# Sin subtraction problem

\begin{aligned} &= \sin\left(\frac{\color{red}{1}}{\color{red}{3}}\pi\right) - \frac{\sin\left(\frac{\color{red}{5}}{\color{red}{3}}\pi\right)}{\color{red}{5}}\\ &= \frac{\color{red}3\sqrt{\color{red}3}}{\color{red}5}. \end{aligned}

I understand sin and cos but I am having trouble getting from the top line to the bottom line. I tried to look up sign at $\dfrac{1}{3}\pi$ and $\dfrac{5}{3}\pi$ and plugging them in but can't seem to figure it out. Can anyone explain or show me the proper steps?

• use $\sin(\pi+\frac{2 \pi}{3})=-\cos (\frac{2 \pi}{3})$ – Alex Jan 27 '14 at 1:32
• I am trying to get the bottom line as my answer, so its a little different – Chris Jan 27 '14 at 1:40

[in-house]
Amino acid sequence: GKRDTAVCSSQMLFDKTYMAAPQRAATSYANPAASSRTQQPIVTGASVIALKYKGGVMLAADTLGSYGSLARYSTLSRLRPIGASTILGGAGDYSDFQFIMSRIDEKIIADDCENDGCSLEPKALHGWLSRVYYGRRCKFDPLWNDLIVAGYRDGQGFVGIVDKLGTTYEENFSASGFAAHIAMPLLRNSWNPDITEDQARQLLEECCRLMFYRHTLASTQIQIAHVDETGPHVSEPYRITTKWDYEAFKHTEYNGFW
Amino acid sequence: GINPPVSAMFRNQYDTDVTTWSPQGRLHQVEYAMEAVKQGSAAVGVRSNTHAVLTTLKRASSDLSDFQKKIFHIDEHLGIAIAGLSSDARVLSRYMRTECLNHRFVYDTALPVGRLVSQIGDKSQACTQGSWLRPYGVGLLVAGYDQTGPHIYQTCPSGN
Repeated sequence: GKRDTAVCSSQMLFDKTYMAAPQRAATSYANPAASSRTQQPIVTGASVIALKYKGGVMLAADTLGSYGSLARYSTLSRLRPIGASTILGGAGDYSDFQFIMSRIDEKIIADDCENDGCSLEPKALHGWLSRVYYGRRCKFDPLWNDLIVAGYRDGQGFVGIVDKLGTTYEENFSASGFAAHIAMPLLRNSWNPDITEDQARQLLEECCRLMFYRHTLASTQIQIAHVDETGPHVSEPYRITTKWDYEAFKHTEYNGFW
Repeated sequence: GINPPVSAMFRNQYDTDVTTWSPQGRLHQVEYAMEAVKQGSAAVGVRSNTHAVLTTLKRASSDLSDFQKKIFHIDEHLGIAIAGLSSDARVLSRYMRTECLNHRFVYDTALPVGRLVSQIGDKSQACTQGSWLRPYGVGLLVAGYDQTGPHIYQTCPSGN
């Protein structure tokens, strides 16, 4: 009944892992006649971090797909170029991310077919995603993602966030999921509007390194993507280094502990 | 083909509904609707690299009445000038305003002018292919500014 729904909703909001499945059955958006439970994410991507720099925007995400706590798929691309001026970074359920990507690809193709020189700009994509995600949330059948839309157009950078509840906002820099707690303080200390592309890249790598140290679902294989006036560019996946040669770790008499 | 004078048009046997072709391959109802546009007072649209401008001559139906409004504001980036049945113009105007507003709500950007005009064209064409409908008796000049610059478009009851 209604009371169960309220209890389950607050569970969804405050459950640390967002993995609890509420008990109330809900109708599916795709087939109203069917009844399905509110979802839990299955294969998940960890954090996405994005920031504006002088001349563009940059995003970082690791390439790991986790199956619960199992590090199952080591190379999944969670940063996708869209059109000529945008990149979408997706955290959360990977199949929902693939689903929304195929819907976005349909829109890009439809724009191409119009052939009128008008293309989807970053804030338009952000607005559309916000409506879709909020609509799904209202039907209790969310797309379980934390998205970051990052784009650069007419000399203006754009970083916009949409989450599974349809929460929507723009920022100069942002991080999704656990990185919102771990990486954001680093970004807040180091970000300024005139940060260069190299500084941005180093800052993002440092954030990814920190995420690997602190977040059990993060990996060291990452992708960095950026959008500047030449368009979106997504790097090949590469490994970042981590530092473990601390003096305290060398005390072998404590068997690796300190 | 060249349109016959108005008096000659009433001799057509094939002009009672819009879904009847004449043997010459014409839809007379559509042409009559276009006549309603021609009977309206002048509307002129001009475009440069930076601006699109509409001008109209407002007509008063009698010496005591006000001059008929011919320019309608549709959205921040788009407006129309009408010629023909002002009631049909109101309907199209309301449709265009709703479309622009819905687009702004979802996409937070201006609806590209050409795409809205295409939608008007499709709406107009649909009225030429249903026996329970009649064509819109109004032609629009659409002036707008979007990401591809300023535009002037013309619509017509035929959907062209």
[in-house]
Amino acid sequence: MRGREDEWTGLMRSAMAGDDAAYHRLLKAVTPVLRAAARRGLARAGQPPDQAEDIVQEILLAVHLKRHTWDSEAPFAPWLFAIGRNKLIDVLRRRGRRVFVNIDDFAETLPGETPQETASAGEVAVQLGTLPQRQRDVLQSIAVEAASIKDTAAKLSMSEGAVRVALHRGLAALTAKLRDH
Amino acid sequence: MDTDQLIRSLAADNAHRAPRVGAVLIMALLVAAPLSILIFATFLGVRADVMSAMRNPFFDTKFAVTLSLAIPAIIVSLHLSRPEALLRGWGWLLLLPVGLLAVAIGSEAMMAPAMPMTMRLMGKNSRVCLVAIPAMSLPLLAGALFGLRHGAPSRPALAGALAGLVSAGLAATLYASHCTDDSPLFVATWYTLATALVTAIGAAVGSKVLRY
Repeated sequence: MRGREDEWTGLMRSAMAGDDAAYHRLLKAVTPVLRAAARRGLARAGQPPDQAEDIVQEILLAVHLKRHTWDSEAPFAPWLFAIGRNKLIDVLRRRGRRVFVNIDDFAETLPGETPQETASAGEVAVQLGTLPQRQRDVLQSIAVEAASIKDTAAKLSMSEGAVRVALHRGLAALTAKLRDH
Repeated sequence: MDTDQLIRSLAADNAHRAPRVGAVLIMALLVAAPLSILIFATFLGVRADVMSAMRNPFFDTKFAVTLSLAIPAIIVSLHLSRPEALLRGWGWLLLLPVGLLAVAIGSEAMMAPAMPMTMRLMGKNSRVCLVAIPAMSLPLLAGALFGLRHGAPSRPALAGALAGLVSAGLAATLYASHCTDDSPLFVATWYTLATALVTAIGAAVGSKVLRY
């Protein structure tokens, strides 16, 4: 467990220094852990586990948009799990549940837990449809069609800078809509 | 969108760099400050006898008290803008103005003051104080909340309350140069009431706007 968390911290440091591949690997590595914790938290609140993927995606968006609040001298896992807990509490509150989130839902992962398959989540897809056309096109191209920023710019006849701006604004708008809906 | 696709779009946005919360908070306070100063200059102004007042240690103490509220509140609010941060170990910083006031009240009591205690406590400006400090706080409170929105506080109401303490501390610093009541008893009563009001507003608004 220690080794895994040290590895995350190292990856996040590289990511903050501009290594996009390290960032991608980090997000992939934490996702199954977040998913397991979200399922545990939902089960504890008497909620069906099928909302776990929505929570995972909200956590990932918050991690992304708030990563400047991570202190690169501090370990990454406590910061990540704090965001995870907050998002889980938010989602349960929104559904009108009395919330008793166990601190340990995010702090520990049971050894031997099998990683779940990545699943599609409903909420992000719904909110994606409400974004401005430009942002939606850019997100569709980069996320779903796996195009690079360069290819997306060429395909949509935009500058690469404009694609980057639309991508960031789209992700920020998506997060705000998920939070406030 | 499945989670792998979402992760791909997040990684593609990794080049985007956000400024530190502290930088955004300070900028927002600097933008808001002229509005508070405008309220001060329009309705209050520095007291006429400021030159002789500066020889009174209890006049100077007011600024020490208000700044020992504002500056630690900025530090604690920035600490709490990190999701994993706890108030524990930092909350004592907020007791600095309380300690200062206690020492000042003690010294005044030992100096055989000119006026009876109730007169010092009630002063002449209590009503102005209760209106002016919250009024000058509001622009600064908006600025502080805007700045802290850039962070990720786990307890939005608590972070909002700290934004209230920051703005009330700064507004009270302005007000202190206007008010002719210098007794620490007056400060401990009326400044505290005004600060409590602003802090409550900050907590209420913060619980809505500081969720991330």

Use transformation identities: $$\sin(\frac{5 \pi}{3})=\sin (2 \pi- \frac{\pi}{3})=-\sin \frac{\pi}{3}=-\frac{\sqrt{3}}{2}$$

I suspect the problem you are having is that you are measuring the angles in degrees, but they are given in radians. Note that $1$ rad $= \frac{180}{\pi}^\circ$, so $\frac{\pi}{3} = 60^\circ$ and $\frac{5\pi}{3} = 300^\circ$.

$\sin 60^\circ - \frac{\sin 300^\circ}{5}$

You know that $\sin 60^\circ = \frac{\sqrt{3}}{2}$ and $\sin 300^\circ = -\frac{\sqrt{3}}{2}$ so plug them in:

$\frac{\sqrt{3}}{2} + \frac{\sqrt{3}}{10} = \frac{3 \sqrt{3}}{5}$  Source: Weisstein, Eric W. "Trigonometry Angles--Pi/3." From MathWorld--A Wolfram Web Resource. http://mathworld.wolfram.com/TrigonometryAnglesPi3.html

So
$sin(\frac{\pi}{3})=\frac{\sqrt{3}}{2}$
and
$\frac{sin(\frac{5\pi}{3})}{5}=\frac{-sin(\frac{\pi}{3})}{5}=\frac{-\frac{\sqrt{3}}{2}}{5}$
therefore
$\frac{\sqrt{3}}{2}-\frac{-\frac{\sqrt{3}}{2}}{5}=\frac{5\sqrt{3}}{10}+\frac{\sqrt{3}}{10}=\frac{5\sqrt{3}+\sqrt{3}}{10}=\frac{\sqrt{3}(5+1)}{10}=\frac{\sqrt{3}(6)}{10}=\frac{\sqrt{3}(3)}{5}$